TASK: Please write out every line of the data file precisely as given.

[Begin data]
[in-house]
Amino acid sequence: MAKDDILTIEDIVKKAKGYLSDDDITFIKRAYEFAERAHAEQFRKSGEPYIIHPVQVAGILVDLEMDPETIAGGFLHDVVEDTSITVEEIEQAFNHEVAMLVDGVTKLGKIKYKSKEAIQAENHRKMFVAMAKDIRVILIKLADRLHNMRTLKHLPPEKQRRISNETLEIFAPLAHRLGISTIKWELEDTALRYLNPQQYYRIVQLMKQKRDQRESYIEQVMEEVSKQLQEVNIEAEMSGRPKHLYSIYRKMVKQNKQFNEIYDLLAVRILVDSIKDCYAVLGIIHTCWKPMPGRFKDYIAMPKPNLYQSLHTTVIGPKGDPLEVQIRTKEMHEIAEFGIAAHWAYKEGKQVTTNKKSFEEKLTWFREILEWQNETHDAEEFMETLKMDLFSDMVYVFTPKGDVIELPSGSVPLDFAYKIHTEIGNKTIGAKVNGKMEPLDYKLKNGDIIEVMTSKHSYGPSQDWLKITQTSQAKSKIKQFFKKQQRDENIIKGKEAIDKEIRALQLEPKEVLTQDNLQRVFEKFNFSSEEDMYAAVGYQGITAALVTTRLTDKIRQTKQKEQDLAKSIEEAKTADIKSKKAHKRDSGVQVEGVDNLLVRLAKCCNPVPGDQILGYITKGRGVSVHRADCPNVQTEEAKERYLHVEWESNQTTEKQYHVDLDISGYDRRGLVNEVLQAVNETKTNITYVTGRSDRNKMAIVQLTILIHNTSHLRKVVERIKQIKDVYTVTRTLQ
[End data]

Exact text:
[in-house]
Amino acid sequence: MAKDDILTIEDIVKKAKGYLSDDDITFIKRAYEFAERAHAEQFRKSGEPYIIHPVQVAGILVDLEMDPETIAGGFLHDVVEDTSITVEEIEQAFNHEVAMLVDGVTKLGKIKYKSKEAIQAENHRKMFVAMAKDIRVILIKLADRLHNMRTLKHLPPEKQRRISNETLEIFAPLAHRLGISTIKWELEDTALRYLNPQQYYRIVQLMKQKRDQRESYIEQVMEEVSKQLQEVNIEAEMSGRPKHLYSIYRKMVKQNKQFNEIYDLLAVRILVDSIKDCYAVLGIIHTCWKPMPGRFKDYIAMPKPNLYQSLHTTVIGPKGDPLEVQIRTKEMHEIAEFGIAAHWAYKEGKQVTTNKKSFEEKLTWFREILEWQNETHDAEEFMETLKMDLFSDMVYVFTPKGDVIELPSGSVPLDFAYKIHTEIGNKTIGAKVNGKMEPLDYKLKNGDIIEVMTSKHSYGPSQDWLKITQTSQAKSKIKQFFKKQQRDENIIKGKEAIDKEIRALQLEPKEVLTQDNLQRVFEKFNFSSEEDMYAAVGYQGITAALVTTRLTDKIRQTKQKEQDLAKSIEEAKTADIKSKKAHKRDSGVQVEGVDNLLVRLAKCCNPVPGDQILGYITKGRGVSVHRADCPNVQTEEAKERYLHVEWESNQTTEKQYHVDLDISGYDRRGLVNEVLQAVNETKTNITYVTGRSDRNKMAIVQLTILIHNTSHLRKVVERIKQIKDVYTVTRTLQ